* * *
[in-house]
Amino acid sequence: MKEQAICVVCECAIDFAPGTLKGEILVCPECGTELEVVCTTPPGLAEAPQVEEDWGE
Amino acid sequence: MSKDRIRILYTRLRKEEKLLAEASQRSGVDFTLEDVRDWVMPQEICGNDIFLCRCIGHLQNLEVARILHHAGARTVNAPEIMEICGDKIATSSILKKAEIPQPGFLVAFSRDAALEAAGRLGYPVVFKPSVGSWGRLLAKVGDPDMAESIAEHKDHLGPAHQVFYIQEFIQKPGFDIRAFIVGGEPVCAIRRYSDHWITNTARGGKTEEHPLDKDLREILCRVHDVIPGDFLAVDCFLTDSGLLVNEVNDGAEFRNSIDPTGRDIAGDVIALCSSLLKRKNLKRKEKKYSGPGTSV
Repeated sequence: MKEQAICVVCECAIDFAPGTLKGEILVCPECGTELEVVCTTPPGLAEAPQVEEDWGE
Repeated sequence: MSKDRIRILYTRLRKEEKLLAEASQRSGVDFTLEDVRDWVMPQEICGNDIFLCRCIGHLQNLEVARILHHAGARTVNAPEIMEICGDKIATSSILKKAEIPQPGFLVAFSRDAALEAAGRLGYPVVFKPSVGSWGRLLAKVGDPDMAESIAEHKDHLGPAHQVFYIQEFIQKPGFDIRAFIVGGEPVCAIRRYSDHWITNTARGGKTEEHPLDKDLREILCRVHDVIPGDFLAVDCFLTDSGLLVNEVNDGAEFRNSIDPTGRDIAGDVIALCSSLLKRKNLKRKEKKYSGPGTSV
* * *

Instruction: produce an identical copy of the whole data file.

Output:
[in-house]
Amino acid sequence: MKEQAICVVCECAIDFAPGTLKGEILVCPECGTELEVVCTTPPGLAEAPQVEEDWGE
Amino acid sequence: MSKDRIRILYTRLRKEEKLLAEASQRSGVDFTLEDVRDWVMPQEICGNDIFLCRCIGHLQNLEVARILHHAGARTVNAPEIMEICGDKIATSSILKKAEIPQPGFLVAFSRDAALEAAGRLGYPVVFKPSVGSWGRLLAKVGDPDMAESIAEHKDHLGPAHQVFYIQEFIQKPGFDIRAFIVGGEPVCAIRRYSDHWITNTARGGKTEEHPLDKDLREILCRVHDVIPGDFLAVDCFLTDSGLLVNEVNDGAEFRNSIDPTGRDIAGDVIALCSSLLKRKNLKRKEKKYSGPGTSV
Repeated sequence: MKEQAICVVCECAIDFAPGTLKGEILVCPECGTELEVVCTTPPGLAEAPQVEEDWGE
Repeated sequence: MSKDRIRILYTRLRKEEKLLAEASQRSGVDFTLEDVRDWVMPQEICGNDIFLCRCIGHLQNLEVARILHHAGARTVNAPEIMEICGDKIATSSILKKAEIPQPGFLVAFSRDAALEAAGRLGYPVVFKPSVGSWGRLLAKVGDPDMAESIAEHKDHLGPAHQVFYIQEFIQKPGFDIRAFIVGGEPVCAIRRYSDHWITNTARGGKTEEHPLDKDLREILCRVHDVIPGDFLAVDCFLTDSGLLVNEVNDGAEFRNSIDPTGRDIAGDVIALCSSLLKRKNLKRKEKKYSGPGTSV